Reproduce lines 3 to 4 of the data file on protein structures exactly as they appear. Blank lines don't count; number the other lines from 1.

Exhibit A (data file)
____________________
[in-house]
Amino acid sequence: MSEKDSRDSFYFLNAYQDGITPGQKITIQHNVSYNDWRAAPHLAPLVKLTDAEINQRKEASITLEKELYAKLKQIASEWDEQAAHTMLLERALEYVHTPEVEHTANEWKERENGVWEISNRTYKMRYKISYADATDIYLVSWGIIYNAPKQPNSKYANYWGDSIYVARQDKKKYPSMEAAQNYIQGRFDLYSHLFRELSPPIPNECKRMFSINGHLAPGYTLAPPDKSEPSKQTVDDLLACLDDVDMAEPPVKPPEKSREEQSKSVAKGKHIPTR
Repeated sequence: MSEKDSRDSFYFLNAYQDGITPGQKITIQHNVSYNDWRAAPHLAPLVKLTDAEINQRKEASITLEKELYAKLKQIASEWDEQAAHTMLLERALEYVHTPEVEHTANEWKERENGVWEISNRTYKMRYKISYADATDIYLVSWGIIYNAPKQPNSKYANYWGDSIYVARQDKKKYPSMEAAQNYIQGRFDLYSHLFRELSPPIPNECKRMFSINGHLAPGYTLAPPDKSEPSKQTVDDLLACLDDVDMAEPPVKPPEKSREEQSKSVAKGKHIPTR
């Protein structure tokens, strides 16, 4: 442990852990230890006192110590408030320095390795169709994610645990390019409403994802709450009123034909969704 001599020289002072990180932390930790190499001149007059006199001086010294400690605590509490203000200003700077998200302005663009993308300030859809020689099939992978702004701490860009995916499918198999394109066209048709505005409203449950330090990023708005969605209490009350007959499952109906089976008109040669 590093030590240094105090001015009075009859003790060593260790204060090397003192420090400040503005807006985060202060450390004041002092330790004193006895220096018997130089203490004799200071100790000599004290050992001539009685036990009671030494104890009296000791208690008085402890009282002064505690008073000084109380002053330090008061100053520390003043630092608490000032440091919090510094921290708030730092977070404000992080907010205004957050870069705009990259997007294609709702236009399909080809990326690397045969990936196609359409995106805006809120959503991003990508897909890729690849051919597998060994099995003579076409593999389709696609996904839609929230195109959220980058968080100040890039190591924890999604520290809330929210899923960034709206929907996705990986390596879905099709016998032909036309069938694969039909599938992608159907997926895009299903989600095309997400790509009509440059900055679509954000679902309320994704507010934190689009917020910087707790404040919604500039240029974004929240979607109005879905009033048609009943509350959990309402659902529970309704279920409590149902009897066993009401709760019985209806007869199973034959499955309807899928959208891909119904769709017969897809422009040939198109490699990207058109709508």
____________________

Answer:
Repeated sequence: MSEKDSRDSFYFLNAYQDGITPGQKITIQHNVSYNDWRAAPHLAPLVKLTDAEINQRKEASITLEKELYAKLKQIASEWDEQAAHTMLLERALEYVHTPEVEHTANEWKERENGVWEISNRTYKMRYKISYADATDIYLVSWGIIYNAPKQPNSKYANYWGDSIYVARQDKKKYPSMEAAQNYIQGRFDLYSHLFRELSPPIPNECKRMFSINGHLAPGYTLAPPDKSEPSKQTVDDLLACLDDVDMAEPPVKPPEKSREEQSKSVAKGKHIPTR
């Protein structure tokens, strides 16, 4: 442990852990230890006192110590408030320095390795169709994610645990390019409403994802709450009123034909969704 001599020289002072990180932390930790190499001149007059006199001086010294400690605590509490203000200003700077998200302005663009993308300030859809020689099939992978702004701490860009995916499918198999394109066209048709505005409203449950330090990023708005969605209490009350007959499952109906089976008109040669 590093030590240094105090001015009075009859003790060593260790204060090397003192420090400040503005807006985060202060450390004041002092330790004193006895220096018997130089203490004799200071100790000599004290050992001539009685036990009671030494104890009296000791208690008085402890009282002064505690008073000084109380002053330090008061100053520390003043630092608490000032440091919090510094921290708030730092977070404000992080907010205004957050870069705009990259997007294609709702236009399909080809990326690397045969990936196609359409995106805006809120959503991003990508897909890729690849051919597998060994099995003579076409593999389709696609996904839609929230195109959220980058968080100040890039190591924890999604520290809330929210899923960034709206929907996705990986390596879905099709016998032909036309069938694969039909599938992608159907997926895009299903989600095309997400790509009509440059900055679509954000679902309320994704507010934190689009917020910087707790404040919604500039240029974004929240979607109005879905009033048609009943509350959990309402659902529970309704279920409590149902009897066993009401709760019985209806007869199973034959499955309807899928959208891909119904769709017969897809422009040939198109490699990207058109709508």